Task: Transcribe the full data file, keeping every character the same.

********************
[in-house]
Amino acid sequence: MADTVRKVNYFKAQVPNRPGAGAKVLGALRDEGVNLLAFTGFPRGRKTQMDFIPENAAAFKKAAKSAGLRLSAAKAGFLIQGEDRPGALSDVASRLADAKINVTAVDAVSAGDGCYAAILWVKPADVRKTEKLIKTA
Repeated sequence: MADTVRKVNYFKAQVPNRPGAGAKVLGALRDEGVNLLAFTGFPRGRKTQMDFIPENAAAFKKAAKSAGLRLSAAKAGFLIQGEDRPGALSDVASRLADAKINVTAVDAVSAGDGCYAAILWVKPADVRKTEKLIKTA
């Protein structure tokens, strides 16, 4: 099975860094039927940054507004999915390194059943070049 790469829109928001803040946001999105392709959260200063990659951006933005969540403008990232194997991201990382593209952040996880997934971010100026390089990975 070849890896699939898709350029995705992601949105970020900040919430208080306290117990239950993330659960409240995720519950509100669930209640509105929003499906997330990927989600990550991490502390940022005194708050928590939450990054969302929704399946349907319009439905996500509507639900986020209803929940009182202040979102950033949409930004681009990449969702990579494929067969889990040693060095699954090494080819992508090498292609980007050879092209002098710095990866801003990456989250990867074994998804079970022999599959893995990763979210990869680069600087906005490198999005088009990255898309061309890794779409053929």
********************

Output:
[in-house]
Amino acid sequence: MADTVRKVNYFKAQVPNRPGAGAKVLGALRDEGVNLLAFTGFPRGRKTQMDFIPENAAAFKKAAKSAGLRLSAAKAGFLIQGEDRPGALSDVASRLADAKINVTAVDAVSAGDGCYAAILWVKPADVRKTEKLIKTA
Repeated sequence: MADTVRKVNYFKAQVPNRPGAGAKVLGALRDEGVNLLAFTGFPRGRKTQMDFIPENAAAFKKAAKSAGLRLSAAKAGFLIQGEDRPGALSDVASRLADAKINVTAVDAVSAGDGCYAAILWVKPADVRKTEKLIKTA
């Protein structure tokens, strides 16, 4: 099975860094039927940054507004999915390194059943070049 790469829109928001803040946001999105392709959260200063990659951006933005969540403008990232194997991201990382593209952040996880997934971010100026390089990975 070849890896699939898709350029995705992601949105970020900040919430208080306290117990239950993330659960409240995720519950509100669930209640509105929003499906997330990927989600990550991490502390940022005194708050928590939450990054969302929704399946349907319009439905996500509507639900986020209803929940009182202040979102950033949409930004681009990449969702990579494929067969889990040693060095699954090494080819992508090498292609980007050879092209002098710095990866801003990456989250990867074994998804079970022999599959893995990763979210990869680069600087906005490198999005088009990255898309061309890794779409053929």